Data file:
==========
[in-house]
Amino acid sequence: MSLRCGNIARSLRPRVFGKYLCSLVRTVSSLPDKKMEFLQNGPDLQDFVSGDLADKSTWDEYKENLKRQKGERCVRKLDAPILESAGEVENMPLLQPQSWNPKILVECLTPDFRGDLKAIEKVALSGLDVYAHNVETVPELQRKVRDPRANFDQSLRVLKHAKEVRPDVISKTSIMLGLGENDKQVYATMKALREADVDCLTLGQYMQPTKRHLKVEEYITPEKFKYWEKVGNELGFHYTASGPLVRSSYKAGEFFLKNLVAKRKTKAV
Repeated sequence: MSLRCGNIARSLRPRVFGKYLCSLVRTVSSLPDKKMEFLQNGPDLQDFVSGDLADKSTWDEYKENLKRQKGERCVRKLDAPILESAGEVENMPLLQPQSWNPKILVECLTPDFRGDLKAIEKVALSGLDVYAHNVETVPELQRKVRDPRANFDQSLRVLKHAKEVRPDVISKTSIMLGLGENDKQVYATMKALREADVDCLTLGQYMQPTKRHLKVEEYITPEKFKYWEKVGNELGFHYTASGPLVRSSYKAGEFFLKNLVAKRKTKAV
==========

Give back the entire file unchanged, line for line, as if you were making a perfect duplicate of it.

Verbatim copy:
[in-house]
Amino acid sequence: MSLRCGNIARSLRPRVFGKYLCSLVRTVSSLPDKKMEFLQNGPDLQDFVSGDLADKSTWDEYKENLKRQKGERCVRKLDAPILESAGEVENMPLLQPQSWNPKILVECLTPDFRGDLKAIEKVALSGLDVYAHNVETVPELQRKVRDPRANFDQSLRVLKHAKEVRPDVISKTSIMLGLGENDKQVYATMKALREADVDCLTLGQYMQPTKRHLKVEEYITPEKFKYWEKVGNELGFHYTASGPLVRSSYKAGEFFLKNLVAKRKTKAV
Repeated sequence: MSLRCGNIARSLRPRVFGKYLCSLVRTVSSLPDKKMEFLQNGPDLQDFVSGDLADKSTWDEYKENLKRQKGERCVRKLDAPILESAGEVENMPLLQPQSWNPKILVECLTPDFRGDLKAIEKVALSGLDVYAHNVETVPELQRKVRDPRANFDQSLRVLKHAKEVRPDVISKTSIMLGLGENDKQVYATMKALREADVDCLTLGQYMQPTKRHLKVEEYITPEKFKYWEKVGNELGFHYTASGPLVRSSYKAGEFFLKNLVAKRKTKAV